I chuckle in recognition when someone’s negative review of a youth hostel on a travel website begins, “Maybe I’m just getting too old for these places, but…” Until my recent trip to Argentina, I thought I’d given up hostels for the rest of my life. I now earn enough money to stay in hotels, B & Bs, inns, and the like, and I’ve grown used to the comfort.
But I still balk at the prices, and as a woman traveling alone, I sometimes long for company, especially in a country 5000 miles from home. When I used travel websites and guidebooks to plan my vacation this spring, I couldn’t believe how much prices had risen in less than three years since my first vacation in Argentina, and I couldn’t see paying a total of a couple thousand dollars for hotel rooms in which I’d spend very little time. I wasn’t eager to be in a room with partying young people who might return from the boliches at 3 or 4 a.m., but I didn’t mind sharing a bathroom with other guests. So a double room in a hostel seemed like the solution – even when I had to pay for two twin beds, it was still $35 to $80 cheaper than a hotel.
I did feel a little self-conscious at times, hanging out with the 20- to 35-year-olds. I am well past the age of the average backpacker, but I’ve been running into middle-aged folks in hostels since I was 27, and this time I saw a couple of people my age or older at the hostel in Mendoza – the heart of Argentina’s wine-growing region, where hotels are pricey. My three weeks turned out to be the perfect mix: hostels in Córdoba and Mendoza, a hotel (most of it paid for with credit cards points) for nine days in the center of Buenos Aires, and my last couple of nights in a comfortable bed and breakfast in Palermo. I also spent one night on a long-distance bus, something I’ve tried to avoid since a 17-hour journey in 2009.
The hostel stays were a mixed bag; I felt as if I saw the best and worst of human nature in only a few nights. The staff people in both hostels and the B & B were consistently polite and positive, extremely hard-working, and catered uncomplainingly to some demanding, high-maintenance guests with ample senses of entitlement. In most cases, this was fairly minor stuff – answering a zillion questions and booking someone’s tours for her, or agreeing to drop off someone’s dirty clothes at the neighborhood laundry while he toured Buenos Aires all day.
But at one hostel in Mendoza, guest behavior crossed the line from demanding to appalling. On my second night there, I passed through the kitchen and noticed a group of young English folks having themselves a little party. Five or six had commandeered the tiny patio area so they could smoke outside (although smokers never seem to notice when their “outdoor” smoke all ends up inside), and they were laughing, carrying on, playing horrible English pop music very loudly on a CD boom box, and raising a good-natured ruckus. I chatted with one or two of them, then headed off to bed much earlier than usual, as I had to arise for a 7:30 a.m. pickup for a tour in the Andes Mountains. The room I was sharing with a young Belgian woman was across the back patio, with several hostel sections and closed doors between the partiers and my bunk, and I was so tired, I figured I could sleep through three thunderstorms.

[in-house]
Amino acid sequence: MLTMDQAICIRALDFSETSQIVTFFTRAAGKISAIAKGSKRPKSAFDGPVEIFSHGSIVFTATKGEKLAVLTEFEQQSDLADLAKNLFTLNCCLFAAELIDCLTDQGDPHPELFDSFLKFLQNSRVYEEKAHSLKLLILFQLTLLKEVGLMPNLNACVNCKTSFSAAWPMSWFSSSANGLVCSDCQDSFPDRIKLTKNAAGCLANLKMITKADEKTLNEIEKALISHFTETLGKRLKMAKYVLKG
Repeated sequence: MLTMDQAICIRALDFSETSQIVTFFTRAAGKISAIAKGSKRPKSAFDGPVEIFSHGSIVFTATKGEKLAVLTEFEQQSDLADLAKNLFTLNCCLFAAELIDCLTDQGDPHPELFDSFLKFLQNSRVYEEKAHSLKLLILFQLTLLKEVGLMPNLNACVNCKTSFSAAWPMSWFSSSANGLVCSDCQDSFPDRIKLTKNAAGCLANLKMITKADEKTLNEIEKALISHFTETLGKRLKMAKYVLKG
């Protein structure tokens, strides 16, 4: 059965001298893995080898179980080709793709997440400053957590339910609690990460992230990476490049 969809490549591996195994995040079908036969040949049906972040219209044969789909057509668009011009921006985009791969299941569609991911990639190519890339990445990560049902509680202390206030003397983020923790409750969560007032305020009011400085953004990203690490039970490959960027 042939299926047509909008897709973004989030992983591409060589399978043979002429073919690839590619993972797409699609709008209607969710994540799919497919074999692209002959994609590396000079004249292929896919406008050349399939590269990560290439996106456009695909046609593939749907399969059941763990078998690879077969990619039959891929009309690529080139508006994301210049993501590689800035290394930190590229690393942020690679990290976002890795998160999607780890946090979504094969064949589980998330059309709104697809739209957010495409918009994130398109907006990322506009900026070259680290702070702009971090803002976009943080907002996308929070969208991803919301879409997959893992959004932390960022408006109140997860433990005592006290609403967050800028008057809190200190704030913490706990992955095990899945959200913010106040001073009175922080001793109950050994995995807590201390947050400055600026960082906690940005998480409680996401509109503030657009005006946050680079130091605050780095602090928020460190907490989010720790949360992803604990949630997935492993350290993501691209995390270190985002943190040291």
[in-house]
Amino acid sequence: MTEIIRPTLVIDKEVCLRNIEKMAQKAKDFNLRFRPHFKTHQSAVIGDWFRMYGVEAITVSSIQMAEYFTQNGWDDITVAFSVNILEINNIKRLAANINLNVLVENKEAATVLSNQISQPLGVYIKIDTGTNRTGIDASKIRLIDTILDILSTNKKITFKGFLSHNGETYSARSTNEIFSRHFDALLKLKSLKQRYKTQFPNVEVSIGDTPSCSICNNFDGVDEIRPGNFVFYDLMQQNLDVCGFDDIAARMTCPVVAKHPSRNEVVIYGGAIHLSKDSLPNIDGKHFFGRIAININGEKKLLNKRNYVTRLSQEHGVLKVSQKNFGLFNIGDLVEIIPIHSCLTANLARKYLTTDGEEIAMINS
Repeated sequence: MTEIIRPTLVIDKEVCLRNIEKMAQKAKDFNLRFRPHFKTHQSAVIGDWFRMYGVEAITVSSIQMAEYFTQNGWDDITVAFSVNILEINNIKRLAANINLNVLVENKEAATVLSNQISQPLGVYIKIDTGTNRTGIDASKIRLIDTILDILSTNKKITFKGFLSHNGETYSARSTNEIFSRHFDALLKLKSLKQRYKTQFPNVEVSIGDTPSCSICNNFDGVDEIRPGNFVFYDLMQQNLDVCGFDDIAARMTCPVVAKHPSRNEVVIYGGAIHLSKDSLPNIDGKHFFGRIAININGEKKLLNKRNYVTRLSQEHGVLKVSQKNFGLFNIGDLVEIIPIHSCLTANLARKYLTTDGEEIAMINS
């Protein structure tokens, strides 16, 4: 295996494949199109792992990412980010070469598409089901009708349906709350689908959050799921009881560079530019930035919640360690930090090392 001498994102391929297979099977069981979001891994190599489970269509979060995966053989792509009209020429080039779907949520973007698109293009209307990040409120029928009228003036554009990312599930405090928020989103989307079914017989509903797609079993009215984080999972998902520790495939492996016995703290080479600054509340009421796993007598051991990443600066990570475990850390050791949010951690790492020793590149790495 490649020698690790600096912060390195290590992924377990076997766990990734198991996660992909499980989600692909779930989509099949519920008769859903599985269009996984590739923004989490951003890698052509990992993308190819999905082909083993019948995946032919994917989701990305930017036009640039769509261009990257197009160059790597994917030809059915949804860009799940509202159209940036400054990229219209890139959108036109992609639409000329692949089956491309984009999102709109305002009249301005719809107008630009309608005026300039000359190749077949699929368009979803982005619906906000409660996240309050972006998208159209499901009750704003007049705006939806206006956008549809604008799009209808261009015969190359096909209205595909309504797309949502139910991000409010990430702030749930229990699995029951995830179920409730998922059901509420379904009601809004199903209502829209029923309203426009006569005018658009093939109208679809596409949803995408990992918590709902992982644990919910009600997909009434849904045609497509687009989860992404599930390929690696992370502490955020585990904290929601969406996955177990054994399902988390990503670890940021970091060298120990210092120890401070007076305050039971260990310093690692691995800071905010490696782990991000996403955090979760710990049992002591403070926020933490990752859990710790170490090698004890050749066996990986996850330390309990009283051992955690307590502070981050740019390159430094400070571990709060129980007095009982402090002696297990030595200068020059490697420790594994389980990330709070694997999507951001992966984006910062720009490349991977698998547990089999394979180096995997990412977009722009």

But around 2:30 I was awakened by hollering. Turns out the by-now-besotted British boys and girls were staying in the room across the patio only yards away, and the guys were engaged in full-scale warfare with one another. The punching, falling, and shouting – mostly phrases beginning with “f—!” and ending with “c—!” – went on for what felt like forever. I kept waiting for them to grow exhausted and pass out, mostly because I was in the top bunk of a none-too-sturdy, steel-framed bed with a ladder that wasn’t welded to the frame. I’d already come close to pinching my toes on the way up, and exiting gracefully was impossible in daylight when I was fully awake.
Finally a large piece of glass shattered. I climbed down gingerly, no longer fearing waking my roommate, and crossed the patio to the main hostel building to find the manager. Several other sleepy-looking guests in bathrobes and sweatpants emerged from other wings of the building. The night manager, an easygoing young Mendocino, had the unenviable task of telling the drunks that this was their last night of hospitality. As I’d learned in the hostel in Córdoba, the police would not be called, and a further ruckus would not be raised. I returned to my room and climbed the Ladder of Doom again. Thank god, we could all get some sleep now.